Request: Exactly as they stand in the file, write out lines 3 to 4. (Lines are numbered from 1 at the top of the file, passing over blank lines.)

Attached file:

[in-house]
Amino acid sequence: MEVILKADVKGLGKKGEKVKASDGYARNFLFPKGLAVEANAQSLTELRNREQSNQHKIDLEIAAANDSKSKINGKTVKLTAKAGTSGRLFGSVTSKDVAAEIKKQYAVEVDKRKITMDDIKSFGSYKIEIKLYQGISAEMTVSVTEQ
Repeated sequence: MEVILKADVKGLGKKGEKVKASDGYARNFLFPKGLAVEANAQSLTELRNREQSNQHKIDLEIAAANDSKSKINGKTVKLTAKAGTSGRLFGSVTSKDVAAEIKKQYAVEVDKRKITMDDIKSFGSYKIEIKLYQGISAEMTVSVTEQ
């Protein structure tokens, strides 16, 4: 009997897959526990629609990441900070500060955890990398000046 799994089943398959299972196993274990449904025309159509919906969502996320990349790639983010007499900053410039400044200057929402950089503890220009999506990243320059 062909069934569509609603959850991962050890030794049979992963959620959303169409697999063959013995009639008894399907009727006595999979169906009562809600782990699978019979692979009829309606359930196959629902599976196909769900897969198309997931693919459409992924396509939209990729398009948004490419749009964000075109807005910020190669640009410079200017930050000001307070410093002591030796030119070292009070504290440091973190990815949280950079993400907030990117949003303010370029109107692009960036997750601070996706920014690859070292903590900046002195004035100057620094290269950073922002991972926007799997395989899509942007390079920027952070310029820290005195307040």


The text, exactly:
Repeated sequence: MEVILKADVKGLGKKGEKVKASDGYARNFLFPKGLAVEANAQSLTELRNREQSNQHKIDLEIAAANDSKSKINGKTVKLTAKAGTSGRLFGSVTSKDVAAEIKKQYAVEVDKRKITMDDIKSFGSYKIEIKLYQGISAEMTVSVTEQ
């Protein structure tokens, strides 16, 4: 009997897959526990629609990441900070500060955890990398000046 799994089943398959299972196993274990449904025309159509919906969502996320990349790639983010007499900053410039400044200057929402950089503890220009999506990243320059 062909069934569509609603959850991962050890030794049979992963959620959303169409697999063959013995009639008894399907009727006595999979169906009562809600782990699978019979692979009829309606359930196959629902599976196909769900897969198309997931693919459409992924396509939209990729398009948004490419749009964000075109807005910020190669640009410079200017930050000001307070410093002591030796030119070292009070504290440091973190990815949280950079993400907030990117949003303010370029109107692009960036997750601070996706920014690859070292903590900046002195004035100057620094290269950073922002991972926007799997395989899509942007390079920027952070310029820290005195307040």